There’s few times in life when one can experience something as fun and surprising as swimming with dolphins. Whether it’s out at sea or in an aquarium, these marine mammals are friendly and cheerful, and it’s perfectly safe to interact with them. Grab your wet suit and dive right in! <strong>Stay: <a href="http://www.oyster.com/bahamas/hotels/atlantis-paradise-island-resort/" target="_hplink">Atlantis Paradise Island Resort</a> </strong> Stunning architecture, an exceptional water park, a famous casino, three beaches, 11 otherworldly pools, and 21 superb restaurants make the 4,000-room Atlantis a study in conspicuous consumption. No other resort, anywhere in the Caribbean, can compete with its dining or attractions, one of which is its famous Dolphin Cay.

  • Do: Take trapeze lessons

    That the Bahamas are a beach destination doesn't mean there can’t be a little adventure in the mix. Flying high above on a trapeze is a safe, unique and addictive activity for the whole family, and something you don’t get to do every day, so leave your fears in at home, put your abs to work, at get ready for some fun. Tip: You can skip your morning workout -- this is a complete fitness activity. <strong>Stay: <a href="http://www.oyster.com/bahamas/hotels/viva-wyndham-fortuna-beach-an-all-inclusive-resort/" target="_hplink">Viva Wyndham Fortuna Beach-An All Inclusive Resort</a> </strong> Viva Wyndham is an affordable option that's about a 10-minute drive outside the restaurants and attractions in Freeport and Lucaya. The service, cleanliness, food, pool, and guest rooms could all be better, but it’s a decent budget option. There are free trapeze lessons with knowledgeable instructors, and spotters available for 2-hour periods designated for children and adults.

  • Do: Discover the beautiful colonial architecture

    Though the Bahamas were granted independence from Great Britain in 1973, there are still tons of beautiful, well-preserved Colonial-style buildings throughout the islands. It takes some effort to leave the hammock on the beach, but there are so many great examples of this style – from churches, to government buildings, to private homes – that they’re hard to miss. <strong>Stay: <a href="http://www.oyster.com/bahamas/hotels/riu-palace-paradise-island-all-inclusive/" target="_hplink">Riu Palace Paradise Island All-Inclusive</a> </strong> The Riu is a solid all-inclusive option on Paradise Island. It offers a spectacular beach, up-to-date rooms, proximity to upscale restaurants and attractions, plus unlimited food and booze. The resort is just a short drive from downtown Nassau, home to tons of beautiful Colonial structures.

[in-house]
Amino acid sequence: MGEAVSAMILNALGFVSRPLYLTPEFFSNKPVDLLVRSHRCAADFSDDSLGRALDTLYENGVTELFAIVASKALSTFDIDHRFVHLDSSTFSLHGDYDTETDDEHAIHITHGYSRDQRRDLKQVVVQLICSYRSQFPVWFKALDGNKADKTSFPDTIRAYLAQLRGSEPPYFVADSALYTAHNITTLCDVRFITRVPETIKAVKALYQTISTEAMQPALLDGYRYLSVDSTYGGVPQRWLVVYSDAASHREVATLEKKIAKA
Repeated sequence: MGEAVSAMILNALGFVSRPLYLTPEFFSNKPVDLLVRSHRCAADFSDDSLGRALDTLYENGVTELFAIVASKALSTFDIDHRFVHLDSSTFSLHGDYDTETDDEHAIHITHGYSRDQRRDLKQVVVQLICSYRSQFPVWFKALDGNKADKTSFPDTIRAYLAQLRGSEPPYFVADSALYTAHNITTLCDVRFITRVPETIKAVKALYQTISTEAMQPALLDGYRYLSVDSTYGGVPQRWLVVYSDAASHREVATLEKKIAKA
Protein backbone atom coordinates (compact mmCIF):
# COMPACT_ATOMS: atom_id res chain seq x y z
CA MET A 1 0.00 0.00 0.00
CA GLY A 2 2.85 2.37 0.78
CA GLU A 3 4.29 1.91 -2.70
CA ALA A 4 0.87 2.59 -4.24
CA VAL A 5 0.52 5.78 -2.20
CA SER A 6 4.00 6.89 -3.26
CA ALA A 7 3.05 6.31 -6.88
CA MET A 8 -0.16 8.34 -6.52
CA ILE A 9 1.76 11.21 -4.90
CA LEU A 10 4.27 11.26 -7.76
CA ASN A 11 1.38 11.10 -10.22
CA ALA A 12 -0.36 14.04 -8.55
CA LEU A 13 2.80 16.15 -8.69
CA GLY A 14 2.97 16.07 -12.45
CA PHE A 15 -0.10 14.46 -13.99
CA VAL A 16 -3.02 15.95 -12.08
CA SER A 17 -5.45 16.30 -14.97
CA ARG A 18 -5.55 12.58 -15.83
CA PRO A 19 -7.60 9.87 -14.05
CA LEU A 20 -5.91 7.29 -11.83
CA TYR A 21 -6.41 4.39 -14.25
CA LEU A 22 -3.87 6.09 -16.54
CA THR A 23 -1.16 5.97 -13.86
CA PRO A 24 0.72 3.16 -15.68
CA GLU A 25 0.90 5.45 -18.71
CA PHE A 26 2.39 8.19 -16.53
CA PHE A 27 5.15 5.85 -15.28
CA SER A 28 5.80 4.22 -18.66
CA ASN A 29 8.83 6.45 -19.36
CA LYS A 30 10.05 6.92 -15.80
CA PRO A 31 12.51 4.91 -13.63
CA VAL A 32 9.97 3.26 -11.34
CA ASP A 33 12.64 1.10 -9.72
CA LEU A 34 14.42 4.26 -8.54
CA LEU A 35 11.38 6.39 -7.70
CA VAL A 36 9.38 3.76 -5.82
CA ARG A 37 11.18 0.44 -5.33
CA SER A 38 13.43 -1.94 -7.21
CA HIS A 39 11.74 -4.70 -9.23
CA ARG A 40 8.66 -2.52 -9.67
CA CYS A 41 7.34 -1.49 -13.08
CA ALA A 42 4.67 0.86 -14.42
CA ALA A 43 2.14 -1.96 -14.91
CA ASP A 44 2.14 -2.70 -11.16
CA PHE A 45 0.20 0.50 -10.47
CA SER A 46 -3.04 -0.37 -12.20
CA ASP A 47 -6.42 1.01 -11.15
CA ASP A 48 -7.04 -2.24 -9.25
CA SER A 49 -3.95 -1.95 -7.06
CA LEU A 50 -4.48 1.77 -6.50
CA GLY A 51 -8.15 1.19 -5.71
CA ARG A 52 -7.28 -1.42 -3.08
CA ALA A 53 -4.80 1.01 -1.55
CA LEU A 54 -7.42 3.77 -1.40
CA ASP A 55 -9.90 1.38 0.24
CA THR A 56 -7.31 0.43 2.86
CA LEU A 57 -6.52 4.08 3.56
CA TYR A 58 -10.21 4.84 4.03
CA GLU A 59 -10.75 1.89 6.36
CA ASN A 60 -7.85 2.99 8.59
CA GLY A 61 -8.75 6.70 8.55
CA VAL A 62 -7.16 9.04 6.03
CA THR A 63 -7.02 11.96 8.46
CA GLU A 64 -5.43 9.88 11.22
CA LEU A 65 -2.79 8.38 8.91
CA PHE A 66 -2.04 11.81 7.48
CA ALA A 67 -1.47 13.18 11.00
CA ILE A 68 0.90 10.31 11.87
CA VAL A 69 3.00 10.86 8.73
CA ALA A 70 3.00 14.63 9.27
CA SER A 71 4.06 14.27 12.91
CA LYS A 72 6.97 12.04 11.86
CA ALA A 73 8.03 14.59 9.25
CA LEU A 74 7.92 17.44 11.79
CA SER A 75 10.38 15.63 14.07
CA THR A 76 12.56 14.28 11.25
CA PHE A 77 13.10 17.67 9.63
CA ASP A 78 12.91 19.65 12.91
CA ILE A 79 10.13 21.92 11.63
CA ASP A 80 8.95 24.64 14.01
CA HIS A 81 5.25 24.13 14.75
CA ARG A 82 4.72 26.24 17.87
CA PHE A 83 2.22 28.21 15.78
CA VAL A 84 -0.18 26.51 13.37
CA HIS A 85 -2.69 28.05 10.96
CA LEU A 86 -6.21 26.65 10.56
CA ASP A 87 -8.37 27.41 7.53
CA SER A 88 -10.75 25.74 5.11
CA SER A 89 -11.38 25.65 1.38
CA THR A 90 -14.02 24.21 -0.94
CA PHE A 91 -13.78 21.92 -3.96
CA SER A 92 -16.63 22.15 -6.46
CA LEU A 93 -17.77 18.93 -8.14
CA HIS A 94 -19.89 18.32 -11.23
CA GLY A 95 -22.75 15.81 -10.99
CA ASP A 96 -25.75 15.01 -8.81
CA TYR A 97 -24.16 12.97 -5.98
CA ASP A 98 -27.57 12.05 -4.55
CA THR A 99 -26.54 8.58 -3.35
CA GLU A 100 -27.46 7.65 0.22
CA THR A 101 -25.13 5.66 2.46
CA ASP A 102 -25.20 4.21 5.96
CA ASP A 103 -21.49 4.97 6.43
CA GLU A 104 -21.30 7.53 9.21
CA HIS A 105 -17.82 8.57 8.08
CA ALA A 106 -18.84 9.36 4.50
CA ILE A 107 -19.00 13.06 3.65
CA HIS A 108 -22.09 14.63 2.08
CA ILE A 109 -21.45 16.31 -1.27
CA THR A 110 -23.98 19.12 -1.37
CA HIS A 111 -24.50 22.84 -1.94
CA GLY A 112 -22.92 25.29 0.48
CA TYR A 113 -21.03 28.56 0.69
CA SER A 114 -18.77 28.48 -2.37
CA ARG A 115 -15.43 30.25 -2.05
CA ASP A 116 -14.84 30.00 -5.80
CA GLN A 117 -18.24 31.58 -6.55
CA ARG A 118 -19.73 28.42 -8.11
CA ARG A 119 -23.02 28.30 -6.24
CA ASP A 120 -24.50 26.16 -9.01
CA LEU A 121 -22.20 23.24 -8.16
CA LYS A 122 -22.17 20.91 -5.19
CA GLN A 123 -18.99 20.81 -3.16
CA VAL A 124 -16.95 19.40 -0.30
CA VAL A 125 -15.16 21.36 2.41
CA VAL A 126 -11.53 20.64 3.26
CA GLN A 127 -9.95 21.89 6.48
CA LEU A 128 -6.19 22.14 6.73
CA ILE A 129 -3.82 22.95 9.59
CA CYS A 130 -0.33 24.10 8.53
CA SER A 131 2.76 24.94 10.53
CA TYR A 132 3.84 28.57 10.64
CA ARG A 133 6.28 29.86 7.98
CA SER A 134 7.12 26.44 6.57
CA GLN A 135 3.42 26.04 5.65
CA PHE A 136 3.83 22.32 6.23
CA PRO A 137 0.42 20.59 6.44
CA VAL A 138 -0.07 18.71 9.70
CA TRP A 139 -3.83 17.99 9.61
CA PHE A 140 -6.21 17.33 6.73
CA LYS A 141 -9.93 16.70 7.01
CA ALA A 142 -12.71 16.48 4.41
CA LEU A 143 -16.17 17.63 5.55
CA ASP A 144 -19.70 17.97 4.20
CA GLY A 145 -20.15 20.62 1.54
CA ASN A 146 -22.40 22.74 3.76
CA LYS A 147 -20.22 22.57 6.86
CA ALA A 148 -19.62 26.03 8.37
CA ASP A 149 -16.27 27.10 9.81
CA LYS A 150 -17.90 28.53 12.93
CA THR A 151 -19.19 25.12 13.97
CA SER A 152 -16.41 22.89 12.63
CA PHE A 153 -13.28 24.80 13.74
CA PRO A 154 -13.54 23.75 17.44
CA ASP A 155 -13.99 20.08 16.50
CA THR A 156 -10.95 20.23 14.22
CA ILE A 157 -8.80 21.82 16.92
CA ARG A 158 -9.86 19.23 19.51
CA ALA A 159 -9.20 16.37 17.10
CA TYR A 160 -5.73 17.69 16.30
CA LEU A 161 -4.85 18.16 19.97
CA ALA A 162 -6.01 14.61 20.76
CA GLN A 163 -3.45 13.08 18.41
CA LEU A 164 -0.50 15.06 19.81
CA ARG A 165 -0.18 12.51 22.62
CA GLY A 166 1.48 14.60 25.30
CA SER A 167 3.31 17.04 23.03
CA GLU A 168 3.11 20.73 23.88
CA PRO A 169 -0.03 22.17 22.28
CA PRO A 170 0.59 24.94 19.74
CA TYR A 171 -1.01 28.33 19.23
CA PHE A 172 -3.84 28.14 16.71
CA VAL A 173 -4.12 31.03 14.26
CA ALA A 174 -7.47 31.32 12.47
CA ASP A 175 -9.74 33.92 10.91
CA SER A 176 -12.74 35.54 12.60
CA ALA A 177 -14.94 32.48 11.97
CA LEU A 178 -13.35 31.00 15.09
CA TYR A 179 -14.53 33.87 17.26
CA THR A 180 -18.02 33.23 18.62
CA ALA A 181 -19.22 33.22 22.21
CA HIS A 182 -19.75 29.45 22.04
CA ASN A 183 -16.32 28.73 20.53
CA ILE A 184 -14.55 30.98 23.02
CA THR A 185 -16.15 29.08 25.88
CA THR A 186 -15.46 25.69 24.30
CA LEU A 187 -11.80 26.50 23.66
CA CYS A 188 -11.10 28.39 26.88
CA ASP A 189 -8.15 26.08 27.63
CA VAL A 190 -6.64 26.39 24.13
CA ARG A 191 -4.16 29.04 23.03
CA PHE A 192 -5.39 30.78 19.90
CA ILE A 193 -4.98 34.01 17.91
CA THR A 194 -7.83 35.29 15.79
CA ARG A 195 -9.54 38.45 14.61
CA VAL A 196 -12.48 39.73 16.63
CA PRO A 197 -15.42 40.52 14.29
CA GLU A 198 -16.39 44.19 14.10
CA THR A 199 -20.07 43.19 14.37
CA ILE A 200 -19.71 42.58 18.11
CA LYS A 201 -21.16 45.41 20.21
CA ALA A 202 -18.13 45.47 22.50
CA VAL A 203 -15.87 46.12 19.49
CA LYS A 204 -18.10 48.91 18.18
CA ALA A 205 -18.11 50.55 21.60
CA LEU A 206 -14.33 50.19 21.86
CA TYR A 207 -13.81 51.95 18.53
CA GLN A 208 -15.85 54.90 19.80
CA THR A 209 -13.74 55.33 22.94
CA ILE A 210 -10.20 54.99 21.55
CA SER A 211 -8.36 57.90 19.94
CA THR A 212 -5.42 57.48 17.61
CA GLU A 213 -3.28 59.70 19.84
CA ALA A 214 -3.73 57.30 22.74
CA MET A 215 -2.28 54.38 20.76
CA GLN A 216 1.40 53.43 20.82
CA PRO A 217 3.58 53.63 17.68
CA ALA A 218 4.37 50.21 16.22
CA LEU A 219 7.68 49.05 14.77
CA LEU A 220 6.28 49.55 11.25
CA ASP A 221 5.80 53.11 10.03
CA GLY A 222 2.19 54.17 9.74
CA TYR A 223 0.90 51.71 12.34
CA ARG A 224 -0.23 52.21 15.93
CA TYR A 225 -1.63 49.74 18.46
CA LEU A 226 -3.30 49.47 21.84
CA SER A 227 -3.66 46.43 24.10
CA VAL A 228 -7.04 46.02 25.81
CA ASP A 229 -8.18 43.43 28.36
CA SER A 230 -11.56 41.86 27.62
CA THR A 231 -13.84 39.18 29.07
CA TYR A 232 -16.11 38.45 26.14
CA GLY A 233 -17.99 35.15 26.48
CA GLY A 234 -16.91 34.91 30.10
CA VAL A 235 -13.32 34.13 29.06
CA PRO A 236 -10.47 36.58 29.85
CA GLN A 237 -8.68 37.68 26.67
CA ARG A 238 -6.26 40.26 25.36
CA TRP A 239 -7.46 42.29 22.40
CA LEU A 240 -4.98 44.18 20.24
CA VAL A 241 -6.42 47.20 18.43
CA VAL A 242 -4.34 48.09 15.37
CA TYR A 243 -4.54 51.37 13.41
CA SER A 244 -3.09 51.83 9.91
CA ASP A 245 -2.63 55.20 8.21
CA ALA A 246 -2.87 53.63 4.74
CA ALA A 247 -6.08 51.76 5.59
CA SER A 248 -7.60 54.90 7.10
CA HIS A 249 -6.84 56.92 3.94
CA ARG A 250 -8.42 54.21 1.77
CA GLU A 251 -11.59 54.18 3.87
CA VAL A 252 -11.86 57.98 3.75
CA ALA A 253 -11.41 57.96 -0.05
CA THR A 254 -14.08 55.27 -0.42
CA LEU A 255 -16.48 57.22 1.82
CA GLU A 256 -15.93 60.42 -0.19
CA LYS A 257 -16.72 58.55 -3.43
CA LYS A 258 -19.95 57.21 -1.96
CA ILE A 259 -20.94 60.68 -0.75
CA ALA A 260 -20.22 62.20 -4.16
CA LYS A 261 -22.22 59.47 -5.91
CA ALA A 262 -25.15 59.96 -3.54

• Do: Go scuba diving

    It doesn't get much better than this -- coral reefs, hundreds of different types of fish, and dramatic walls are standard in The Bahamas. There are dozens of travel agents offering all kinds of day trip, so it’s easy to find the best one for you. <strong>Stay: <a href="http://www.oyster.com/bahamas/hotels/old-bahama-bay-resort-and-yacht-harbour/" target="_hplink">Old Bahama Bay Resort & Yacht Harbour</a> </strong> A small, isolated, time-share-style hotel with big, beautiful suites, a marina, a friendly staff that zips around on golf carts, and managers that greet returning guests like family -- Old Bahama Bay feels more yacht club than resort. While it’s not close to many attractions, it does offer a wonderful private cove dive center.

  • Do: Sunbathe on an empty beach

    The Bahamas are a popular beach destination, and can get pretty crowded during peak season. However, it’s still possible to find emptier stretches of sand, where all you can hear is the waves lapping against the fine, sugary sand. This sometimes means paying extra to stay in a luxury resort, but it’s totally worth it if you need some serious R&R. <strong>Stay: <a href="http://www.oyster.com/bahamas/hotels/fowl-cay-resort/" target="_hplink">Fowl Cay Resort</a> </strong> Crowded beaches are unheard of on this private island resort where a maximum of 28 guests at a time have free range of 50 acres and three beaches. Personal boats for daily excursions, on-call service, spacious villas with fully stocked kitchens and wet bars, and a host of all-inclusive activities make Fowl Cay a standout gem in the Exumas.